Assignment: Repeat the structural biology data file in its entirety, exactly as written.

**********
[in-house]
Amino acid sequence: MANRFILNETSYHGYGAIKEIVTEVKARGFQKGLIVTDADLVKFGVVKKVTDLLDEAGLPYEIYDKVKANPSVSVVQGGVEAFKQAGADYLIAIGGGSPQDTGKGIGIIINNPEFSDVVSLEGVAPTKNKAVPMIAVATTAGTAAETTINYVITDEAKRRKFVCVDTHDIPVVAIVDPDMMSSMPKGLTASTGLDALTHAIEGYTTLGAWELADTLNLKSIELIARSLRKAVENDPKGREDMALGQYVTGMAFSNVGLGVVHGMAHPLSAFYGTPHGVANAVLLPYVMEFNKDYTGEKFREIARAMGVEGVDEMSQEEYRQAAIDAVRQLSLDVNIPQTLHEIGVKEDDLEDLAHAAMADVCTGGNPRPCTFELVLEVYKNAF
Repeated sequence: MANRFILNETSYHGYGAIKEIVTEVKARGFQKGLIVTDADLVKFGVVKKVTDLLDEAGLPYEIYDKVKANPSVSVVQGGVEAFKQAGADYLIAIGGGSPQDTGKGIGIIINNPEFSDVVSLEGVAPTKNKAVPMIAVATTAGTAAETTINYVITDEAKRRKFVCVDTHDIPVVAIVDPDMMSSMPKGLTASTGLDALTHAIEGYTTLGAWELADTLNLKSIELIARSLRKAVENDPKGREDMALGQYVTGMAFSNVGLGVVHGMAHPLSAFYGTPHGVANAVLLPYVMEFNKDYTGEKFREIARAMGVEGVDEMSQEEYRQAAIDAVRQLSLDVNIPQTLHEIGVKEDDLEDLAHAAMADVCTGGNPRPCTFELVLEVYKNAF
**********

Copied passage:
[in-house]
Amino acid sequence: MANRFILNETSYHGYGAIKEIVTEVKARGFQKGLIVTDADLVKFGVVKKVTDLLDEAGLPYEIYDKVKANPSVSVVQGGVEAFKQAGADYLIAIGGGSPQDTGKGIGIIINNPEFSDVVSLEGVAPTKNKAVPMIAVATTAGTAAETTINYVITDEAKRRKFVCVDTHDIPVVAIVDPDMMSSMPKGLTASTGLDALTHAIEGYTTLGAWELADTLNLKSIELIARSLRKAVENDPKGREDMALGQYVTGMAFSNVGLGVVHGMAHPLSAFYGTPHGVANAVLLPYVMEFNKDYTGEKFREIARAMGVEGVDEMSQEEYRQAAIDAVRQLSLDVNIPQTLHEIGVKEDDLEDLAHAAMADVCTGGNPRPCTFELVLEVYKNAF
Repeated sequence: MANRFILNETSYHGYGAIKEIVTEVKARGFQKGLIVTDADLVKFGVVKKVTDLLDEAGLPYEIYDKVKANPSVSVVQGGVEAFKQAGADYLIAIGGGSPQDTGKGIGIIINNPEFSDVVSLEGVAPTKNKAVPMIAVATTAGTAAETTINYVITDEAKRRKFVCVDTHDIPVVAIVDPDMMSSMPKGLTASTGLDALTHAIEGYTTLGAWELADTLNLKSIELIARSLRKAVENDPKGREDMALGQYVTGMAFSNVGLGVVHGMAHPLSAFYGTPHGVANAVLLPYVMEFNKDYTGEKFREIARAMGVEGVDEMSQEEYRQAAIDAVRQLSLDVNIPQTLHEIGVKEDDLEDLAHAAMADVCTGGNPRPCTFELVLEVYKNAF